If you make a claim for a loss from worthless securities or bad debt deduction, keep documents for seven years.

If you do not disclose income that you should, keep records for six years if it is more than 25% of the gross income shown on your return.

If you don’t file a return, your records will be kept permanently.

If you submit a fraudulent return, the IRS can keep your records permanently.

Keep employment tax records for at least 4 years after the date the tax is due or paid, whichever comes first.

As you examine each document to decide whether to keep it or delete it, the questions below should be used.

 

Are the records connected to property?

Keep records related to your property until the year in which you sell or otherwise dispose of it expires. To compute any depreciation, amortization, or depletion deduction, as well as the gain or loss when you sell or otherwise dispose of the property, you must maintain these documents.

If you exchanged property without paying tax, your basis in the new property is the same as the old one, plus any money you paid. You must keep documentation on both properties until the year’s limitations period expires for the year in which you dispose of them.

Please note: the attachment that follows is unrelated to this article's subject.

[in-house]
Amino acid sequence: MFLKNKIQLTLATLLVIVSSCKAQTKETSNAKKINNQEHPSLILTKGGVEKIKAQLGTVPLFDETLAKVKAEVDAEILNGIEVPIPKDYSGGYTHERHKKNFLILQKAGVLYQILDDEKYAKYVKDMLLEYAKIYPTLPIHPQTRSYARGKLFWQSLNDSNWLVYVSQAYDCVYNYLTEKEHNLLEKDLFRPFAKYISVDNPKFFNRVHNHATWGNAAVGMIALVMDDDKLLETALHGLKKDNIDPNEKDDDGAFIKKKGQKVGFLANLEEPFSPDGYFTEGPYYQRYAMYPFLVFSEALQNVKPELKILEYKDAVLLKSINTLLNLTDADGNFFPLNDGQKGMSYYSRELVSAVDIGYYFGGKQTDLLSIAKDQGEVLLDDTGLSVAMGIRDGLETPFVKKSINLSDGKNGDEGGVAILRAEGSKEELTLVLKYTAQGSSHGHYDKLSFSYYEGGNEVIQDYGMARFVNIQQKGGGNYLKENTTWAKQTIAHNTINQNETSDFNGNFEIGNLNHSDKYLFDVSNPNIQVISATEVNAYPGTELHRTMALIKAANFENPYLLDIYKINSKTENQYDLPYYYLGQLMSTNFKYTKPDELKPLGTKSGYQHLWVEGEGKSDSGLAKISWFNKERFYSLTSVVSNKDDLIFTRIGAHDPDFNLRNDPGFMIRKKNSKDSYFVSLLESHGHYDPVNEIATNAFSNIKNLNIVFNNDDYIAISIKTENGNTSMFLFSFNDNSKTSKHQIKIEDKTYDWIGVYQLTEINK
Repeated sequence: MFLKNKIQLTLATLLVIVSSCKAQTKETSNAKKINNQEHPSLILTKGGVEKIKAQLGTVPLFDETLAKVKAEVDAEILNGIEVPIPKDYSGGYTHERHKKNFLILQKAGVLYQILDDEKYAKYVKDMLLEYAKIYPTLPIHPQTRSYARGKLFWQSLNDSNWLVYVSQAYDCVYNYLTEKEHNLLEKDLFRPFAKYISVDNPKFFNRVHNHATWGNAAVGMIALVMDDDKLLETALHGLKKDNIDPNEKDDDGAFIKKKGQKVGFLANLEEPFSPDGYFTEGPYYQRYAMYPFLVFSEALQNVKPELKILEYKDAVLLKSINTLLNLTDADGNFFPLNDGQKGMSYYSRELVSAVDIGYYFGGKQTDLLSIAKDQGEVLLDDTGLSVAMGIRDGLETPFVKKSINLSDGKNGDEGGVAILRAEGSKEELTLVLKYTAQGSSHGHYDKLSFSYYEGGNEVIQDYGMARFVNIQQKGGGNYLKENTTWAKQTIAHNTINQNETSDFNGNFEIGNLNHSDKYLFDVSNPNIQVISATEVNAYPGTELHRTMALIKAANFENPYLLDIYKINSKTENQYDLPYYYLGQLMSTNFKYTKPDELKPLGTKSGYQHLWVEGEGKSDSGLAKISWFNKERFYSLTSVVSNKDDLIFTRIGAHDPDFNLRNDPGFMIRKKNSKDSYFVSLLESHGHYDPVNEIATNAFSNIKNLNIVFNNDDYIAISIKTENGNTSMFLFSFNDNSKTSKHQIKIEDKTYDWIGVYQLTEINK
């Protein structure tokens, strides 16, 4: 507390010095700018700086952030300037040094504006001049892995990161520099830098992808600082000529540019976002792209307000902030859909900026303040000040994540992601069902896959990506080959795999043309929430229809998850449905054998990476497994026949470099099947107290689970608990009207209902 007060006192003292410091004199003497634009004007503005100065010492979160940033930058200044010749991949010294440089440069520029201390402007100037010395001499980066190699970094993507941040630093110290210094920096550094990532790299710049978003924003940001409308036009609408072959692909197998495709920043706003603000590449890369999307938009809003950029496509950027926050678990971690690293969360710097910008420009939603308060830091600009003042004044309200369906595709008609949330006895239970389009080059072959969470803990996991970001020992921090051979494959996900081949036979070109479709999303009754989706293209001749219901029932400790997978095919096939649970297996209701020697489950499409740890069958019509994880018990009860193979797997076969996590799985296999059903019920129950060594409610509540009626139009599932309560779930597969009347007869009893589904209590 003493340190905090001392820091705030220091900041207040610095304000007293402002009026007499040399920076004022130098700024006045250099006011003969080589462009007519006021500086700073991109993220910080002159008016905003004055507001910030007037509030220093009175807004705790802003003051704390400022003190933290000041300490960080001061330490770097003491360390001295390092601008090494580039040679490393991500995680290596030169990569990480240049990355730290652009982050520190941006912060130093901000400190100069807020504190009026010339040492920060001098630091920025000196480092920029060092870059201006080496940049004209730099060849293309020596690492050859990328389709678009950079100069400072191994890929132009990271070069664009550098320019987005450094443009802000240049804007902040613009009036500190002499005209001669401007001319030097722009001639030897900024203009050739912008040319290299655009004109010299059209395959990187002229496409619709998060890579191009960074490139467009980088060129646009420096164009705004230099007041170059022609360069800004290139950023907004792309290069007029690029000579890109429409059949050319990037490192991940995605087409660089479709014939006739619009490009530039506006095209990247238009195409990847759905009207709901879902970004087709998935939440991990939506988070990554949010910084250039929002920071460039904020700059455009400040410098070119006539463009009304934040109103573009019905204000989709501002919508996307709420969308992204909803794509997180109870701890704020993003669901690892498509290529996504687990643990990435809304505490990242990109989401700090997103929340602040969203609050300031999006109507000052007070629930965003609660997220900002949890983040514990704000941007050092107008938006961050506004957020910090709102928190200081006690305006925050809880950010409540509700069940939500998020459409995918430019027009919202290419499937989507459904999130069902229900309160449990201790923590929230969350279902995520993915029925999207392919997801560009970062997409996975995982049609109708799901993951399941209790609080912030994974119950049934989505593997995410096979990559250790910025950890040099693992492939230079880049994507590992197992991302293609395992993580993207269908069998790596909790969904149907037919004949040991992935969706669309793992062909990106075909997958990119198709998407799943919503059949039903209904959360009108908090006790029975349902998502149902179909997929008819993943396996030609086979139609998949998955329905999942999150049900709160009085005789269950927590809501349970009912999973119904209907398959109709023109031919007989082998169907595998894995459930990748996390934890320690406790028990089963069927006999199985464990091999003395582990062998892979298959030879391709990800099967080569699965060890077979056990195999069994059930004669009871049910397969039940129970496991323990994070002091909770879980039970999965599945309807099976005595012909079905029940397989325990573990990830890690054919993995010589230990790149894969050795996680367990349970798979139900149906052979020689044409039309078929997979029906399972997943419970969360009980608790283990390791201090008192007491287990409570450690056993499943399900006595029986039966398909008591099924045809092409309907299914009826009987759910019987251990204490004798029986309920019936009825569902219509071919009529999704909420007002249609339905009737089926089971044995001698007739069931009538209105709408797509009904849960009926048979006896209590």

What should I do with my records for nontax purposes?

When your records are no longer needed for tax purposes, keep them until you discover whether you have to keep them longer for other reasons. For example, your insurance company or creditors may request that you retain certain documents beyond the IRS’s term.

 

What Records Should You Keep Permanently?

Keep permanent copies of your business formation documents, corporate by-laws, annual reports, shareholder meeting minutes, and other company documentation to assist explain your company’s operations and decisions to potential buyers, lenders, and others.

The Employer Identification Number (EIN) or Tax ID Number is similar to a social security number in that it cannot be transferred from one firm to another. You should keep it permanently even if you do not operate your company, since it may be required at any time.

If you have an “occurrence-based” insurance policy, you should keep it indefinitely. You are insured under an occurrence-based policy until the date the incident triggering the claim occurred. If you discover harm or other losses after terminating or changing your coverage, your coverage will continue to apply. (By contrast, a “claims made” insurance